My law firm recently entered into a new partnership with This Week in Startups and sponsored their live fireside chat last month in San Francisco with authors Nick Bilton and Brad Stone. Prior to the event, I conducted a legal workshop entitled “The 5 Biggest Legal Mistakes That Startups Make,” which I have uploaded above. If you would like to jump to different sections of the video, here’s how it breaks down:
All Posts: ‘Videos’
The 5 Biggest Legal Mistakes That Startups Makeby Scott Edward Walker on July 1st, 2014
Motivational Speeches for Entrepreneurs: Rockyby Scott Edward Walker on February 11th, 2010
Welcome to our new weekly series entitled “Motivational Speeches for Entrepreneurs.” Each week, we will post a short (2-3 minute) video to inspire and motivate our fellow entrepreneurs. Why? Because it’s fuck’n tough trying to build a company — and we all need a little juice to help us push the ball forward. Hopefully, these videos are a little juice. Cheers, Scott
Lessons Learned In The Trenches Of Two Big NYC Law Firmsby Scott Edward Walker on December 9th, 2009
My blog post last week addressed angel financing and included five legal tips for entrepreneurs to help them through the angel financing process. I had intended to post a part 2 (adding five more tips), but I thought I would try something different to break things up a little. Accordingly, below is a brief video of three lessons that I learned in the big-firm trenches as a young corporate associate in New York City.
Oddly enough, I actually look back with fondness on those eight years (including all the all-nighters and weekends working on deals) because of the solid training that I received – which I can finally appreciate practicing law out here in California. Here are the three lessons: (1) do your due diligence; (2) watch-out using forms from other deals or off the web; and (3) create a competitive environment. This is part one of an ongoing series. (Note: videos are tricky and can put some people off; thus, I have also included below the substance of the video in written format.)
Behind The Big Law-Firm Curtain: The Good, The Bad, The Uglyby Scott Edward Walker on October 27th, 2009
I’ve been doing deals as a corporate attorney for over 15 years now, including nearly 8 years in the trenches at two big law firms in New York City. Accordingly, I thought it would be helpful for entrepreneurs if I briefly peel back the curtain of the big law firm and explain how these firms work (i.e., the good, the bad, the ugly) so that entrepreneurs can make an informed decision as to whether it makes sense to be working with a big law firm with respect to a particular corporate project. Obviously, some of this is a bit self-serving, but entrepreneurs need to understand that the assumption “the bigger, the better” — i.e., the bigger the law firm, the better the representation — is not necessarily the case. The video version of this post is set forth directly below.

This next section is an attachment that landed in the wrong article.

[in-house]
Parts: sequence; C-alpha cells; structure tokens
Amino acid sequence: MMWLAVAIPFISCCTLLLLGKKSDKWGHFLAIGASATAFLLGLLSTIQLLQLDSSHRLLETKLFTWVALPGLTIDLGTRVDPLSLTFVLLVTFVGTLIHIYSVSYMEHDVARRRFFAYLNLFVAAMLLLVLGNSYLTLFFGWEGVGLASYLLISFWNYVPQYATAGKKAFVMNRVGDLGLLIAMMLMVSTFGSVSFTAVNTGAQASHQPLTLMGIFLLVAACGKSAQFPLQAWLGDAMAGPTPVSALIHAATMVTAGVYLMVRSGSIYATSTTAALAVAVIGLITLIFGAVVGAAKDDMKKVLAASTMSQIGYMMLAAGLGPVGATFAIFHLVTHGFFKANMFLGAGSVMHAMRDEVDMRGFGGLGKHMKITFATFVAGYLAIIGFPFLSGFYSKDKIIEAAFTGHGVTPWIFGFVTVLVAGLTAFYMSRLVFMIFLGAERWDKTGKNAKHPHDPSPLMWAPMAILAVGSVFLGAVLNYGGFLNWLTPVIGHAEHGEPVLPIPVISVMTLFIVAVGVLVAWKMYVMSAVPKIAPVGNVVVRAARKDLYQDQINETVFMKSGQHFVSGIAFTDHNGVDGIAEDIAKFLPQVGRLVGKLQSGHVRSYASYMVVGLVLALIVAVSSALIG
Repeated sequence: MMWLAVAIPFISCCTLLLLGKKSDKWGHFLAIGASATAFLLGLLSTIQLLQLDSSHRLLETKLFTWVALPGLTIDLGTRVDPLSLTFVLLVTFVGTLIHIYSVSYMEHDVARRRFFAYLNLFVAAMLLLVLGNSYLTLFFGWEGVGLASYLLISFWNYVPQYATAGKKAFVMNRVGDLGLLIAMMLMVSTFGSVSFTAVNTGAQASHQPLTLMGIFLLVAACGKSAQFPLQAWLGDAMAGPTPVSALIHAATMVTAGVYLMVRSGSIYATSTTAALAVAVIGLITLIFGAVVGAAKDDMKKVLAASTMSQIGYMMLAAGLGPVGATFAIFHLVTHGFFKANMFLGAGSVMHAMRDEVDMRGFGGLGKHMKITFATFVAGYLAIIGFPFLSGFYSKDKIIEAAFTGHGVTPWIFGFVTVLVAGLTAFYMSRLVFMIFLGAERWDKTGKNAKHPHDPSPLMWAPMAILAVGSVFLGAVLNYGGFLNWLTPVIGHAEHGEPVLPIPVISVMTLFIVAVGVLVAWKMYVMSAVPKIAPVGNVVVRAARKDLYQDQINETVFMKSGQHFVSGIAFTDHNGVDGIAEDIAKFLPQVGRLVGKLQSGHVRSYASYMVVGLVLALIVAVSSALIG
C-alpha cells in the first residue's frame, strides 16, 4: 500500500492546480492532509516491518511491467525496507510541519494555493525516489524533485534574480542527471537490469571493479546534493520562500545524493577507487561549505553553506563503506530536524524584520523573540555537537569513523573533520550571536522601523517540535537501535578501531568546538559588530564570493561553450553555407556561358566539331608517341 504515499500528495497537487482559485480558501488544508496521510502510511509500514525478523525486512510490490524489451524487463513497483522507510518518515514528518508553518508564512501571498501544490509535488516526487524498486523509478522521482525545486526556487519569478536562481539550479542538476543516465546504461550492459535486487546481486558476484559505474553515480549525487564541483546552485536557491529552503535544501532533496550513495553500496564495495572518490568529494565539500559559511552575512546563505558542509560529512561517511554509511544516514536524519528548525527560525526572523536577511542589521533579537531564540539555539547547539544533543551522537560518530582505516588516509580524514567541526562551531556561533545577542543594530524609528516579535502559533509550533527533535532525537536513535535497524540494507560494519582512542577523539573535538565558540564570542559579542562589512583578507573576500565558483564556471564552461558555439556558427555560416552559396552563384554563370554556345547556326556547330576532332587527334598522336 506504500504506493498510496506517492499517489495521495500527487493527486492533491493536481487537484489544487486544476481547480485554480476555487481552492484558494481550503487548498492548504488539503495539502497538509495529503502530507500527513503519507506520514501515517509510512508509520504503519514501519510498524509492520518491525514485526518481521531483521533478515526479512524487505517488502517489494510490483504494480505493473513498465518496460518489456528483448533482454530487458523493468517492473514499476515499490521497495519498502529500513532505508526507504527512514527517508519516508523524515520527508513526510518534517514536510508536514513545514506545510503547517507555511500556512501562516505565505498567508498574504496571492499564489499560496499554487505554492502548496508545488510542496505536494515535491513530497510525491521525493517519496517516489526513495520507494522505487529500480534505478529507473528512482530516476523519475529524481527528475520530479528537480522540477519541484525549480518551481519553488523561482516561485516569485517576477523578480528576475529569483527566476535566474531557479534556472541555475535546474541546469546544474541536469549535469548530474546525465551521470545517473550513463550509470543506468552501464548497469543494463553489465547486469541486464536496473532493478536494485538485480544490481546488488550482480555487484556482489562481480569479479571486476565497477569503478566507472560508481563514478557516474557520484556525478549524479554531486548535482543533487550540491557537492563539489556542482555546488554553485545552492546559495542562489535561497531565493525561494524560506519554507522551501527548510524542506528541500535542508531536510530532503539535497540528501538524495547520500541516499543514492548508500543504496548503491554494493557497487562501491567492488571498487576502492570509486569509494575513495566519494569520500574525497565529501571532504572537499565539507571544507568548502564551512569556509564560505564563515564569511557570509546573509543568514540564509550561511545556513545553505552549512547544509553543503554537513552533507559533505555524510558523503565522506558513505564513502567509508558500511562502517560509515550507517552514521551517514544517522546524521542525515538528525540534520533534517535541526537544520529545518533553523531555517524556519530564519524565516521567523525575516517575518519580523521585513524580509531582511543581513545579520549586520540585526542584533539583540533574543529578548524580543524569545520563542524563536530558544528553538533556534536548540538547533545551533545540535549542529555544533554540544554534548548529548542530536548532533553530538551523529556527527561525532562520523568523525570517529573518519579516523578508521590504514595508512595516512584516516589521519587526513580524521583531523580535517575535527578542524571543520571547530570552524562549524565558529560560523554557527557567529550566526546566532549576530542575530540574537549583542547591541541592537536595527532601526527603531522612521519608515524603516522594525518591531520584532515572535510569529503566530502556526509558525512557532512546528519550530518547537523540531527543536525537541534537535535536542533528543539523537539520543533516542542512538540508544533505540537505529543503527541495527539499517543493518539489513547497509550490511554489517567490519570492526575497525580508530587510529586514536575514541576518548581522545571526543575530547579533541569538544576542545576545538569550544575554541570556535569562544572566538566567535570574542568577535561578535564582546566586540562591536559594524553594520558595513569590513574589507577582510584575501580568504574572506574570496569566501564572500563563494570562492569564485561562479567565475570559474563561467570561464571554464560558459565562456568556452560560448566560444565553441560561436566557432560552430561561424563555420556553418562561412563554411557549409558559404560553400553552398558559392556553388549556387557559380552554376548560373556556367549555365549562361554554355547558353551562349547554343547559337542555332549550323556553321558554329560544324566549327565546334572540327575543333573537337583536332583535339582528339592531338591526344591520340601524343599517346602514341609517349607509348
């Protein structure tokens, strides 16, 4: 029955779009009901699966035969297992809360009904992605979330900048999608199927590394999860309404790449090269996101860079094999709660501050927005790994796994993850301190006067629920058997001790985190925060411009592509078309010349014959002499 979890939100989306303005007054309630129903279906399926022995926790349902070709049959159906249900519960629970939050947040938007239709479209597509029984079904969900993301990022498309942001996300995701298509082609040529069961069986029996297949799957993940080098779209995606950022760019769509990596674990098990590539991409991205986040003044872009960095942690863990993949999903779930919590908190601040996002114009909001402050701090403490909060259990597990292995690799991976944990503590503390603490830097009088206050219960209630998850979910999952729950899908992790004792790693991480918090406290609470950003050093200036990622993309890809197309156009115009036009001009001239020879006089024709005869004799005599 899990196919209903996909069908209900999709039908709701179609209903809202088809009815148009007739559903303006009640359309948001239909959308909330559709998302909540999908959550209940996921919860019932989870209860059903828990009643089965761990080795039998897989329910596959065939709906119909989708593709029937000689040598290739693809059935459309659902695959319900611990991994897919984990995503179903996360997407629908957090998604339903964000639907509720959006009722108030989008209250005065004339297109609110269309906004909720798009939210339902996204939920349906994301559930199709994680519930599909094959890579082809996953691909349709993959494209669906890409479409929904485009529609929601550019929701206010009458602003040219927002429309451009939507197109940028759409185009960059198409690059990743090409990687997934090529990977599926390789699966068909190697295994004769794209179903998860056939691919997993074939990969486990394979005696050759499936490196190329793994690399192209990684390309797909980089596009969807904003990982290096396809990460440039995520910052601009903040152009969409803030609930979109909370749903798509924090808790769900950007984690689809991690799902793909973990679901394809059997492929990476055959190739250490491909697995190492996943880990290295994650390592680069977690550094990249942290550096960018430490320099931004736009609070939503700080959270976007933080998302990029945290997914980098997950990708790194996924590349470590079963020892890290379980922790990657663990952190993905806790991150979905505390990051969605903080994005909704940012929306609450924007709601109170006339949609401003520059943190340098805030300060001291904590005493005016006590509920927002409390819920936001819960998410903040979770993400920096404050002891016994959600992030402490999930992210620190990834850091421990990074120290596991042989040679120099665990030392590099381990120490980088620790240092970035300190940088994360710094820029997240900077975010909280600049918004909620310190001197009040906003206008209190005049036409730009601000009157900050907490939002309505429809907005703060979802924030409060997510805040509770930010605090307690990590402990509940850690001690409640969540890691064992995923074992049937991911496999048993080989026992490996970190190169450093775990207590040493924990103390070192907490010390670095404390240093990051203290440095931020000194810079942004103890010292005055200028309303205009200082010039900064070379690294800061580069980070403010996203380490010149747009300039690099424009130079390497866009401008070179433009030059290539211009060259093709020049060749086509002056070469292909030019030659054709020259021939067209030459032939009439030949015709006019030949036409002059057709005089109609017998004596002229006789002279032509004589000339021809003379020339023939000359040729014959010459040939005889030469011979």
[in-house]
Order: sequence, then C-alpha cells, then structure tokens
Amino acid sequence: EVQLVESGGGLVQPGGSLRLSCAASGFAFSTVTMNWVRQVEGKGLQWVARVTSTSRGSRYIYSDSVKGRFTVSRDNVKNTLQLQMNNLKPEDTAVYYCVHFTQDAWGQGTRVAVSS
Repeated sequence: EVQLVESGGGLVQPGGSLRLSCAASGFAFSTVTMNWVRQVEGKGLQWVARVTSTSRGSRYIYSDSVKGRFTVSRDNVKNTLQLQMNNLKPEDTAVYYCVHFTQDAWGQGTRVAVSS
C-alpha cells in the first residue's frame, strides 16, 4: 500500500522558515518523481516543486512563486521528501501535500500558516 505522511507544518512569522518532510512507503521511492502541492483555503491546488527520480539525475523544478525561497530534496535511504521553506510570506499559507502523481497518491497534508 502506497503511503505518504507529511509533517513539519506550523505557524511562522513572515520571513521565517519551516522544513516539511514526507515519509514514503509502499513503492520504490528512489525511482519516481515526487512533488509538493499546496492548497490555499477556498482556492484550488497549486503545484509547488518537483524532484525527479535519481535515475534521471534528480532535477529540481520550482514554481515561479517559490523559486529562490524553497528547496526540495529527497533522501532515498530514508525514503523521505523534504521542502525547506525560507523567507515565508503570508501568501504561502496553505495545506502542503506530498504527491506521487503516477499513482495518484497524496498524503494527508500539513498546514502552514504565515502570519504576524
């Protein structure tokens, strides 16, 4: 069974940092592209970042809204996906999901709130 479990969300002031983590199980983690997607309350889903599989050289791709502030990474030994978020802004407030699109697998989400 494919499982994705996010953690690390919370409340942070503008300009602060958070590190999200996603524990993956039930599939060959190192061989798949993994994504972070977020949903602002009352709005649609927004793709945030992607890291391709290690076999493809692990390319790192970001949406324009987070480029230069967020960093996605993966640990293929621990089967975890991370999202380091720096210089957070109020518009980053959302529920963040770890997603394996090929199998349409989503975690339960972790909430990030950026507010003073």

Five Mistakes Entrepreneurs Make in Dealmaking – Part Iby Scott Edward Walker on September 29th, 2009
I’ve been doing deals as a corporate attorney for over 15 years, including nearly eight years in the trenches at two major law firms in New York City; and during that period, I have seen certain mistakes made by entrepreneurs (and inexperienced deal guys) over and over again. The purpose of this post (which is part I of a series) is to discuss the following five basic mistakes made by entrepreneurs in connection with corporate transactions: (1) the failure to diligence the guys on the other side of the table; (2) the failure to build a strong transaction team; (3) the failure to run the negotiations through the lawyers; (4) the failure to check their emotions and to remain disciplined; and (5) blinking first. The video version of this post is set forth immediately below.
Five Common Mistakes Entrepreneurs Make In Raising Capitalby Scott Edward Walker on September 21st, 2009
This post discusses the five most common mistakes entrepreneurs make in raising capital: (i) playing securities lawyer; (ii) selling securities to non-“accredited investors”; (iii) advertising or soliciting investors; (iv) using an unregistered finder to sell securities; and (v) selling preferred stock to angel investors. The abridged video version is directly below.